Meet Earth, Our Planet

The oldest known fossils found on Earth are around 3.5 billion years old, 14 times the age of the oldest dinosaurs. Different theories and beliefs have sprouted on how life on Earth began. Before the 1800s, most people believed in “vitalism”, an idea that living things were endowed with a special, magical property that made them different from inanimate objects.

Another famous theory is Charles Darwin’s Origin of Species, which explains how the vast diversity of life could all have risen from a single common ancestor. Instead of each of the different species being created individually by God, the theory poses that all descended from a primordial organism that lived millions of years ago.

Flourishing life

Earth is often referred to as a “Goldilocks planet”. Like the third of the three bowls of porridge in the fairy tale Goldilocks, it is neither too hot nor too cold, but just right. This allows liquid water—which is essential to life— to flourish in our planet. But do you know that the Earth hasn’t always carried water? A theory suggests that asteroids struck the Earth, carrying this life-giving substance and other bacteria to our planet.

It is a fact that humans are outnumbered by bacteria. As Evolutionary Biologist Stephen Jay Gould wrote, “Our planet has always been in the ‘Age of Bacteria’ ever since the first fossils bacteria, of course, were entombed in rocks more than 3 billion years ago. On any possible, reasonable or fair criterion, bacteria are and always have been the dominant forms of life on Earth.”

A journal published online by the University of California Berkeley on April 11, 2016 reinforces that humans represent only a tiny percentage of the world’s biodiversity.

Life on Mars?

Martians or inhabitants of the planet Mars have long been the subject of pop culture, whether in jest or all seriousness. But recent explorations in Mars have found water bound in the fine soil of the “Red Planet”, particularly in the Gale Crater. This crater was created when a large meteor struck the planet 3.5 billion to 3.8 billion years ago. They discovered that Mount Sharp, a mound of rock in the middle of Gale Crater, was built by sediments deposited in a large lake bed, tens of millions of years ago. Experts believe that the crater itself was once a vast ocean. An analysis of rocks at the bottom of a mountain in the middle of the crater shows that water flowed at different levels over the course of millions of years. In fact, there are still substantial amounts of ice water at the Martian poles.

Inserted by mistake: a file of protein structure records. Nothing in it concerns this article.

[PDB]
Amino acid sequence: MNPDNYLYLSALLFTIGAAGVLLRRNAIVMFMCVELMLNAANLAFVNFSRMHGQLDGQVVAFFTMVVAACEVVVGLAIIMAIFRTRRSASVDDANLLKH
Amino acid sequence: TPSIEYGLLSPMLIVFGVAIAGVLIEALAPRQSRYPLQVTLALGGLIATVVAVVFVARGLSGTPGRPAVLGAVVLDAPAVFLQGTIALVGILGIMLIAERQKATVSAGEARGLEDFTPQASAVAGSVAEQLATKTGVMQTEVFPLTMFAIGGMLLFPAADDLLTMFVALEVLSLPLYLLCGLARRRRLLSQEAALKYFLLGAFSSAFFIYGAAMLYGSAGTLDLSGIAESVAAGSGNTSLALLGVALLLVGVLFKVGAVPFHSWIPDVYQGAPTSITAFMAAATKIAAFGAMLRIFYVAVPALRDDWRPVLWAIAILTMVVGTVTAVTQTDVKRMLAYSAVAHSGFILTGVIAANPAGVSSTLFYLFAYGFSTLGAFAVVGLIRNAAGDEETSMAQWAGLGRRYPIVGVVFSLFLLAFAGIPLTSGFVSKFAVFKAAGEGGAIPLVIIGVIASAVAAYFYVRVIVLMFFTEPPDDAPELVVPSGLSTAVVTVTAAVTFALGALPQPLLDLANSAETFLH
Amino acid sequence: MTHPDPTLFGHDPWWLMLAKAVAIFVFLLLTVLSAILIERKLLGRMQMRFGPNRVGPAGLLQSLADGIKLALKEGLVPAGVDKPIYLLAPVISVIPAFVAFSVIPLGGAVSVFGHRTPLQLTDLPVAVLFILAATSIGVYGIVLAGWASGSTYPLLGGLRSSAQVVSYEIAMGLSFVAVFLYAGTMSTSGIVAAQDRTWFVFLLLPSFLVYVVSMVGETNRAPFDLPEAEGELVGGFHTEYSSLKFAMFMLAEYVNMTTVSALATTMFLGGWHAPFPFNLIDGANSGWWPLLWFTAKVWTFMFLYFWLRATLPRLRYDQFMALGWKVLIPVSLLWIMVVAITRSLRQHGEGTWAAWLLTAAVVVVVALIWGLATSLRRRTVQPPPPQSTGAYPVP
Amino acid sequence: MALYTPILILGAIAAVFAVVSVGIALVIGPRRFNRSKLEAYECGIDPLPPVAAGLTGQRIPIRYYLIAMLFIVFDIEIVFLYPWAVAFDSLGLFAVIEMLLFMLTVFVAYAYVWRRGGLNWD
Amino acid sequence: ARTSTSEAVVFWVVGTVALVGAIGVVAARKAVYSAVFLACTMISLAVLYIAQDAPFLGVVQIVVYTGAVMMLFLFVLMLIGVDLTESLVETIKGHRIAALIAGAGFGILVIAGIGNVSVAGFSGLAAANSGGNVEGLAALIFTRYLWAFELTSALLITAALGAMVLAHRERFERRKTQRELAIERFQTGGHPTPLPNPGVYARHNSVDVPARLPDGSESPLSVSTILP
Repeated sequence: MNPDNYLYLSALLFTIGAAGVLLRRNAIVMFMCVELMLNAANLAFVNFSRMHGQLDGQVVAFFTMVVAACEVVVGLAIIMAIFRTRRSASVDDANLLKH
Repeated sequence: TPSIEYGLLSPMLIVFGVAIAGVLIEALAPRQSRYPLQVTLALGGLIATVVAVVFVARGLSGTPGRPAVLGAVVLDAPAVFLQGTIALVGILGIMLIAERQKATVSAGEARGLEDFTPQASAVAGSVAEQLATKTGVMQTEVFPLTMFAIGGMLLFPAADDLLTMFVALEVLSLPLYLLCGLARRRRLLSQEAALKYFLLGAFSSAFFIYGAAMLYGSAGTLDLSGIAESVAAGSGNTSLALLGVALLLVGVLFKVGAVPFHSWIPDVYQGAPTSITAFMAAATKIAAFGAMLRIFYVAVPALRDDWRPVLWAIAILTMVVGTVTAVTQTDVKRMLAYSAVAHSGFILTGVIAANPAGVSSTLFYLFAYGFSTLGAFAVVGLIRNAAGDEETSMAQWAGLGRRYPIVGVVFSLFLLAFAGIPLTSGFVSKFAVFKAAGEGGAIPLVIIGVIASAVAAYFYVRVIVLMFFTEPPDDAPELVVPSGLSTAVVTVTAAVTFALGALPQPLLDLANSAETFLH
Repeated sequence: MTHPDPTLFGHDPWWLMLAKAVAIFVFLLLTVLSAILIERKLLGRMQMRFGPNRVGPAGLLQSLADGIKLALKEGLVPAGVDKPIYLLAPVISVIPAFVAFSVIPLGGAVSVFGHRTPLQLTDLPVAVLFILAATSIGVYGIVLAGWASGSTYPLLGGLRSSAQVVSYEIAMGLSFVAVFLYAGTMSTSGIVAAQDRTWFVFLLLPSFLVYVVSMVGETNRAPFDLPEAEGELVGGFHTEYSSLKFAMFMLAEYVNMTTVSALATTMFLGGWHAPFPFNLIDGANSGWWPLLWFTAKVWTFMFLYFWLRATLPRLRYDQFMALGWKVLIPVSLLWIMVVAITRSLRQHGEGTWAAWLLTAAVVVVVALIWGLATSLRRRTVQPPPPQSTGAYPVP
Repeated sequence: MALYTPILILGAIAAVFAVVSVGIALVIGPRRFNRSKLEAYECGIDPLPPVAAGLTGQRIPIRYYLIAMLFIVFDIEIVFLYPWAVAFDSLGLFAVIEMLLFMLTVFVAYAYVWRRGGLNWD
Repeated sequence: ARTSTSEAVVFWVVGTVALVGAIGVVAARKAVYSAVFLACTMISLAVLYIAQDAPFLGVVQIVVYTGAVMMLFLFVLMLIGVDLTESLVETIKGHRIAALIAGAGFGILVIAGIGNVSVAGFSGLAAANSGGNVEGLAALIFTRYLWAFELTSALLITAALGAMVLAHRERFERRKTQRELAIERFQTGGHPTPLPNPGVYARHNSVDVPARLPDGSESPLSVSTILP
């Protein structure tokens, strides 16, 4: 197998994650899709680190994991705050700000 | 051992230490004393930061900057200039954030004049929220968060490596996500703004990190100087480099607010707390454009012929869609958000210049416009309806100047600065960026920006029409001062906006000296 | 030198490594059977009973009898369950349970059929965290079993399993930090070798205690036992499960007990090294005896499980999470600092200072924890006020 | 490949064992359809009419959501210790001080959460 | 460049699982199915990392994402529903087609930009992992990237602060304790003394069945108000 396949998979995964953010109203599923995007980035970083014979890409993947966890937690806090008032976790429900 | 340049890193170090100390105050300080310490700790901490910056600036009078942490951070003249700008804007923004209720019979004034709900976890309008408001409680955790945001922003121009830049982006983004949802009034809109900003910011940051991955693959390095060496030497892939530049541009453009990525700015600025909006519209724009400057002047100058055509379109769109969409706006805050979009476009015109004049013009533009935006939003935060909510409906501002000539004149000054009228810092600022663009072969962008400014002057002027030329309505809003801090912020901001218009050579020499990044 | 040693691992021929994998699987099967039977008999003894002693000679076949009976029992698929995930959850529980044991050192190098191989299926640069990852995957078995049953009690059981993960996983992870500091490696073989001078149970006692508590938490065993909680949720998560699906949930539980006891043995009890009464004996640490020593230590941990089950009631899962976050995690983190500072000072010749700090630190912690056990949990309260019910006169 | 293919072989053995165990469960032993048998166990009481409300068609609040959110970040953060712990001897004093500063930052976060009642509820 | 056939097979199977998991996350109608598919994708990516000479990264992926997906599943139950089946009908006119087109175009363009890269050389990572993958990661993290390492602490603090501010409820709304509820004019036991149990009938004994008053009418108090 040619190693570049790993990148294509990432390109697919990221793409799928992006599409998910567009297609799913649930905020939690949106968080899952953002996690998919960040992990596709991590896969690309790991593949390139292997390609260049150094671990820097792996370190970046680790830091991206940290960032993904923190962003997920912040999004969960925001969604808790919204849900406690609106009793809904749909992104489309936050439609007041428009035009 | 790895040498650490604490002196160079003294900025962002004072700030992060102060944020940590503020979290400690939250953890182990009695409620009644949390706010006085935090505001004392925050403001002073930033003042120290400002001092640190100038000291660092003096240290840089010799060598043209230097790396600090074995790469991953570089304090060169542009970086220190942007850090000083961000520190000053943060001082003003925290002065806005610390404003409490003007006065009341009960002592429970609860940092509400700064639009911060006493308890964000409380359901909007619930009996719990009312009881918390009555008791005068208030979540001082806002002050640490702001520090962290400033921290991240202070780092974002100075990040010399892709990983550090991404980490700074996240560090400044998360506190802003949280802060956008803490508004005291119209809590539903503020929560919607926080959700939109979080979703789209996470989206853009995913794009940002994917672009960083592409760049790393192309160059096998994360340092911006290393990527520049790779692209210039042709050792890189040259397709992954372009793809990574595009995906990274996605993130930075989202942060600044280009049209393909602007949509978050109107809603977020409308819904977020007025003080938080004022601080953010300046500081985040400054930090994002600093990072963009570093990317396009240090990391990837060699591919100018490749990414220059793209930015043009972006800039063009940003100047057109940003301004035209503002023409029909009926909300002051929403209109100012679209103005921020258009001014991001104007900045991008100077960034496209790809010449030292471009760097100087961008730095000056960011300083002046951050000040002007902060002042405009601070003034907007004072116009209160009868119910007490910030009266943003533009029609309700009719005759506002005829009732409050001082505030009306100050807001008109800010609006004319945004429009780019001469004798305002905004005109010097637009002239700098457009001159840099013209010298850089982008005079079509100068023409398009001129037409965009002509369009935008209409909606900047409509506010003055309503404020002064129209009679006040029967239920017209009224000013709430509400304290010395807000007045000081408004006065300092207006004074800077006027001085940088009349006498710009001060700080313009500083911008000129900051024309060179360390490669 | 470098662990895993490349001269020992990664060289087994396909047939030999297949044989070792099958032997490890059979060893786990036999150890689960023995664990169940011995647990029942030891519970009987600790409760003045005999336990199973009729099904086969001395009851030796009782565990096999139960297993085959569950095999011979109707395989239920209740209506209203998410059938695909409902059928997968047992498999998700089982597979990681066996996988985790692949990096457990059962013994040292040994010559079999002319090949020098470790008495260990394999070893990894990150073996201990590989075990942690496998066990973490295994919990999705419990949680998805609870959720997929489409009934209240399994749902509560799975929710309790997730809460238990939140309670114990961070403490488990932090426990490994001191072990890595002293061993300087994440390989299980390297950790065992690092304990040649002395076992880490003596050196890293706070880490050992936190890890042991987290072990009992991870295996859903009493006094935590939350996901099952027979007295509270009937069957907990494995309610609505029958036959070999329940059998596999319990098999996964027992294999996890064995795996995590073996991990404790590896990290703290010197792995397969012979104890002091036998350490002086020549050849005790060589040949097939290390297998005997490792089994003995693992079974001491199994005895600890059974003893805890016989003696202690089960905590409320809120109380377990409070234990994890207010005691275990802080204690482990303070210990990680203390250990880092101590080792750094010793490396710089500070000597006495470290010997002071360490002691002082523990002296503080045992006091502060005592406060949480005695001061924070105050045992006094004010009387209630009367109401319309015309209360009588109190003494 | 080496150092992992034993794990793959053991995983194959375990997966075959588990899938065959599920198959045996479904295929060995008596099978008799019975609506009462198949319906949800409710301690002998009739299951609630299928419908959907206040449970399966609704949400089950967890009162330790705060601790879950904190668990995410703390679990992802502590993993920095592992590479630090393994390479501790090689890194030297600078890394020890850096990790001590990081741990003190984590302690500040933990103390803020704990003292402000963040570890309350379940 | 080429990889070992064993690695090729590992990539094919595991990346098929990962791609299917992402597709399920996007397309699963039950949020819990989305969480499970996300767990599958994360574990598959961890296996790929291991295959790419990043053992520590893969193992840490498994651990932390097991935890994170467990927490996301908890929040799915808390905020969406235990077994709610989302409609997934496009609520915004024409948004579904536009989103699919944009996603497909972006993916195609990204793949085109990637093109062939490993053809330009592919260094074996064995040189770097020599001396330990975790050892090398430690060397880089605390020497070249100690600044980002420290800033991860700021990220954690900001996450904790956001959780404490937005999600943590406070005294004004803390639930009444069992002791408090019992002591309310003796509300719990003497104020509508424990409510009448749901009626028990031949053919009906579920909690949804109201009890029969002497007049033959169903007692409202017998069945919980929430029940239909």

The mission of Curiosity, a car-sized rover that’s part of NASA’s Mars Science Laboratory mission (MSL), includes investigating Martian climate and geology, assessing whether the Gale Crater has ever offered environmental conditions favorable for microbial life, including the investigation of the role of water, and planetary habitability studies in preparation for future human exploration.

The question of whether there is, or was, life on Mars may finally be answered by the European Space Agency’s ExoMars mission, which will land a 300-kilogram rover on the Red Planet in 2019.

Chances of life beyond Earth

We assume that one-fifth of all stars have habitable planets in orbit around them. This leads us to conclude that there should be other advanced technological civilizations out there. In our very own Milky Way galaxy, the odds of being the only technologically advanced civilization are 1 in 60 billion. Thus, it’s very likely that other intelligent, technologically advanced species have evolved before us.

According to the History Channel, Frank Drake a notable astronomer, created an equation that was able to “estimate the likelihood of the existence of alien life, taking into account a number of factors including the average number of planets able to support life and the fraction that could go on to support intelligent life.” The equation found that “hundreds of thousands” of planets that could support extraterrestrial beings could and should exist.

So… do aliens really exist? This question has baffled humans ever since prehistoric man noticed the bright stars in our sky. Thousands of paranormal sightings have been recorded on video since then, with many conspiracy theories and fictional films such as E.T. and Alien generating much interest among UFO hunters. Hundreds of pictures and videos of UFOs are taken every year. While some have been debunked as fake, there are still dozens that have left even the experts scratching their heads and wondering if we really have been visited by creatures from another planet.

According to the Telegraph, Charles Bolden, administrator of the National Aeronautics and Space Administration (NASA) was quoted: “I do believe that we will someday find other forms of life or a form of life, if not in our solar system then in some of the other solar systems — the billions of solar systems in the universe.”